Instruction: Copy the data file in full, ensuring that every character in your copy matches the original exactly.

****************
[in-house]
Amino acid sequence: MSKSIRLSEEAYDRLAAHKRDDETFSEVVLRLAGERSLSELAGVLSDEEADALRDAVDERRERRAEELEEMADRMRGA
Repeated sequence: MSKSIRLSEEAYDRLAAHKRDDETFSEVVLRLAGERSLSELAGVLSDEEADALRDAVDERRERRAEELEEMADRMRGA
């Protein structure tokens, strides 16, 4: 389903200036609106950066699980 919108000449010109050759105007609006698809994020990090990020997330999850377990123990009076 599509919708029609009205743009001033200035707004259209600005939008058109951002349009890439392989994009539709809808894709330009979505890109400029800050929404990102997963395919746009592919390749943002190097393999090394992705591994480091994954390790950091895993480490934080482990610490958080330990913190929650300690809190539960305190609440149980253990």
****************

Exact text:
[in-house]
Amino acid sequence: MSKSIRLSEEAYDRLAAHKRDDETFSEVVLRLAGERSLSELAGVLSDEEADALRDAVDERRERRAEELEEMADRMRGA
Repeated sequence: MSKSIRLSEEAYDRLAAHKRDDETFSEVVLRLAGERSLSELAGVLSDEEADALRDAVDERRERRAEELEEMADRMRGA
């Protein structure tokens, strides 16, 4: 389903200036609106950066699980 919108000449010109050759105007609006698809994020990090990020997330999850377990123990009076 599509919708029609009205743009001033200035707004259209600005939008058109951002349009890439392989994009539709809808894709330009979505890109400029800050929404990102997963395919746009592919390749943002190097393999090394992705591994480091994954390790950091895993480490934080482990610490958080330990913190929650300690809190539960305190609440149980253990």